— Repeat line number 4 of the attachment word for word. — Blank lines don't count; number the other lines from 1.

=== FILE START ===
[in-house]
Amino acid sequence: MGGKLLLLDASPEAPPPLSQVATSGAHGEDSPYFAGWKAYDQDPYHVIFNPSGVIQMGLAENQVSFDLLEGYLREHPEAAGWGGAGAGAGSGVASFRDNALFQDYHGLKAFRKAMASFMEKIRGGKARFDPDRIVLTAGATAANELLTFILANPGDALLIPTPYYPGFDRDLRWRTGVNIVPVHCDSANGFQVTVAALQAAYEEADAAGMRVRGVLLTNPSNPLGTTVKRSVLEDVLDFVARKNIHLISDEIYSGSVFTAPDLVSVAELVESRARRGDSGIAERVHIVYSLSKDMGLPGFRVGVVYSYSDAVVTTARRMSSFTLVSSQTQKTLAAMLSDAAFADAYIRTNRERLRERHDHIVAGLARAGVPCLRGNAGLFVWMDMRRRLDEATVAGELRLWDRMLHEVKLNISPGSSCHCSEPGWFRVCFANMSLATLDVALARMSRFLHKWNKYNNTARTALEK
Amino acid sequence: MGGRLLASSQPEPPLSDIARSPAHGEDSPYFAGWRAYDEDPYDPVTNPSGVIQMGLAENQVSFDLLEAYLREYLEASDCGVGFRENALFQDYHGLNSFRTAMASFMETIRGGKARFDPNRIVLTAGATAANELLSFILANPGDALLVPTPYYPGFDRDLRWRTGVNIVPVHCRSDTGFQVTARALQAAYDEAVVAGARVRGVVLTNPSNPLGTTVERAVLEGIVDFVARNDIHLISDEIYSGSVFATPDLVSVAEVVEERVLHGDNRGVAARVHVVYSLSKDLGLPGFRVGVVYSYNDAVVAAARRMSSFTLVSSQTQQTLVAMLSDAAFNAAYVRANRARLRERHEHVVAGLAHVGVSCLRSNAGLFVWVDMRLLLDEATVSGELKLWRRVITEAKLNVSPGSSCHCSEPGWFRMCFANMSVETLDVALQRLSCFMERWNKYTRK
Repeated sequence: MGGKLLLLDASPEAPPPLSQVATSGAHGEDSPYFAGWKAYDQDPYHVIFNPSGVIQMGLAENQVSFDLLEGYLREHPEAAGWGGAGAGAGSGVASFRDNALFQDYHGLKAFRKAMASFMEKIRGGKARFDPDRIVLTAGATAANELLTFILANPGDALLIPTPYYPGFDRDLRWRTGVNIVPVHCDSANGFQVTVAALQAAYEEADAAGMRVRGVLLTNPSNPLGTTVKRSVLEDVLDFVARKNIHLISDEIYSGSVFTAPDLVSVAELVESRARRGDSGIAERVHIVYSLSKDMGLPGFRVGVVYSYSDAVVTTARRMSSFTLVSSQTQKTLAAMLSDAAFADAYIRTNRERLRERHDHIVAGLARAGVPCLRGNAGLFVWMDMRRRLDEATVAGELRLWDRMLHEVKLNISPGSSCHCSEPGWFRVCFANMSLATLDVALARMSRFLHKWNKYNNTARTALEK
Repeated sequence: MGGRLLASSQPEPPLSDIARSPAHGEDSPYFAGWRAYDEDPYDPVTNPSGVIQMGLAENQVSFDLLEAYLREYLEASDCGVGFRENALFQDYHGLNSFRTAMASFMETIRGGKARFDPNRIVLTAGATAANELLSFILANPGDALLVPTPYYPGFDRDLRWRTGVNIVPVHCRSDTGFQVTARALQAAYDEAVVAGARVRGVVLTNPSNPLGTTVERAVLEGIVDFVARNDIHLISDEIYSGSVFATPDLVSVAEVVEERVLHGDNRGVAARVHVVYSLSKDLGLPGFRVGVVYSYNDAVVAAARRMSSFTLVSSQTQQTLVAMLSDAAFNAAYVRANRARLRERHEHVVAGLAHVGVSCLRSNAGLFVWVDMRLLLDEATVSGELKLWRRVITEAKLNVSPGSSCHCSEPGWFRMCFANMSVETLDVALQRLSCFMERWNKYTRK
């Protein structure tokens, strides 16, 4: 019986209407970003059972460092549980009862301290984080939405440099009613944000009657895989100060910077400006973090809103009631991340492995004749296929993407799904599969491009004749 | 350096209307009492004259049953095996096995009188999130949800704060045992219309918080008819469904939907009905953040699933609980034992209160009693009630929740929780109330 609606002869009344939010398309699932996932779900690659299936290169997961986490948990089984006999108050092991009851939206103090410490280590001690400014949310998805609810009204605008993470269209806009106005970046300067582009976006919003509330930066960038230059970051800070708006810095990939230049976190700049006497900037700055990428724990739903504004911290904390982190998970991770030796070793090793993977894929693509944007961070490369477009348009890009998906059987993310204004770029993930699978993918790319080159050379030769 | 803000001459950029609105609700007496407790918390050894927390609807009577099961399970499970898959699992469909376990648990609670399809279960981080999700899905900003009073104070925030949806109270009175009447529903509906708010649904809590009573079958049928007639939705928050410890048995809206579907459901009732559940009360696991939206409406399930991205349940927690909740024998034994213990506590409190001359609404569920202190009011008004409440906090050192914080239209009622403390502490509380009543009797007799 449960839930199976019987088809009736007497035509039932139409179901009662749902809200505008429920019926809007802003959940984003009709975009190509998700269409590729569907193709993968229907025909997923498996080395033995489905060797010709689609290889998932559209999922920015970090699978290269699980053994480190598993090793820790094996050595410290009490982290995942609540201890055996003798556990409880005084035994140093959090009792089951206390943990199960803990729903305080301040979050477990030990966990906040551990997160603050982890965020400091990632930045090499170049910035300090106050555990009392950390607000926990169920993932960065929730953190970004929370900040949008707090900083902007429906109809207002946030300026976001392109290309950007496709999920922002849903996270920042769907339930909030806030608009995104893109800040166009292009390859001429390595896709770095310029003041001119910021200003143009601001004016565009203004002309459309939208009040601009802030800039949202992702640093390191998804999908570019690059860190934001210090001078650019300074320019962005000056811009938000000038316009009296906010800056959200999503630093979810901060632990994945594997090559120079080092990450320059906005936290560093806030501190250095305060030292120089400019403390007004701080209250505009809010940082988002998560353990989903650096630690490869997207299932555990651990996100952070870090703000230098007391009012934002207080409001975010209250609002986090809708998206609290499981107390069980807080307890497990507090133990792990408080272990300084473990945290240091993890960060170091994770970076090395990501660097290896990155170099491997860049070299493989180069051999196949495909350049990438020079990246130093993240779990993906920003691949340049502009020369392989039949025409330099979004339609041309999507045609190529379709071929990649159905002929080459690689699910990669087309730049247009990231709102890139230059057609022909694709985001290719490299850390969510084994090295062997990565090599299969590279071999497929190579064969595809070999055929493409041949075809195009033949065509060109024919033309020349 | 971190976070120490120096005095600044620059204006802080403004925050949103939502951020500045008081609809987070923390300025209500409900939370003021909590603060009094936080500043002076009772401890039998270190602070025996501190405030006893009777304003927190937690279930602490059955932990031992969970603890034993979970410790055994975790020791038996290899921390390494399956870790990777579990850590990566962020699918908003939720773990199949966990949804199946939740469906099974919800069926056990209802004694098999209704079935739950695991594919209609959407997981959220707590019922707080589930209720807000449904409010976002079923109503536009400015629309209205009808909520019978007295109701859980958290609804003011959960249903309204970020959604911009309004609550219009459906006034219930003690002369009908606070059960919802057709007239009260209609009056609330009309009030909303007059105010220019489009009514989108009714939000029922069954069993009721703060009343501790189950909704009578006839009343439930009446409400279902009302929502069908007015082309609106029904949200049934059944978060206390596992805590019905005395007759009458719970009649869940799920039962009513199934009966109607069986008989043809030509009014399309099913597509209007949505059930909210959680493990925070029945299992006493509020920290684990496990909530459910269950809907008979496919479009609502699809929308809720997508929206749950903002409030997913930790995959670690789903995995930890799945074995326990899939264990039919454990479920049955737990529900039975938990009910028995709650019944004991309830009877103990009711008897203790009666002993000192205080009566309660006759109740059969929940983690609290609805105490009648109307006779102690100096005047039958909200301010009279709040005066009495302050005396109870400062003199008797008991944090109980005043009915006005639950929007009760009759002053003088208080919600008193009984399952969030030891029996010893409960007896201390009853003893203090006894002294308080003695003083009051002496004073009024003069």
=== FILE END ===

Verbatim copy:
Repeated sequence: MGGKLLLLDASPEAPPPLSQVATSGAHGEDSPYFAGWKAYDQDPYHVIFNPSGVIQMGLAENQVSFDLLEGYLREHPEAAGWGGAGAGAGSGVASFRDNALFQDYHGLKAFRKAMASFMEKIRGGKARFDPDRIVLTAGATAANELLTFILANPGDALLIPTPYYPGFDRDLRWRTGVNIVPVHCDSANGFQVTVAALQAAYEEADAAGMRVRGVLLTNPSNPLGTTVKRSVLEDVLDFVARKNIHLISDEIYSGSVFTAPDLVSVAELVESRARRGDSGIAERVHIVYSLSKDMGLPGFRVGVVYSYSDAVVTTARRMSSFTLVSSQTQKTLAAMLSDAAFADAYIRTNRERLRERHDHIVAGLARAGVPCLRGNAGLFVWMDMRRRLDEATVAGELRLWDRMLHEVKLNISPGSSCHCSEPGWFRVCFANMSLATLDVALARMSRFLHKWNKYNNTARTALEK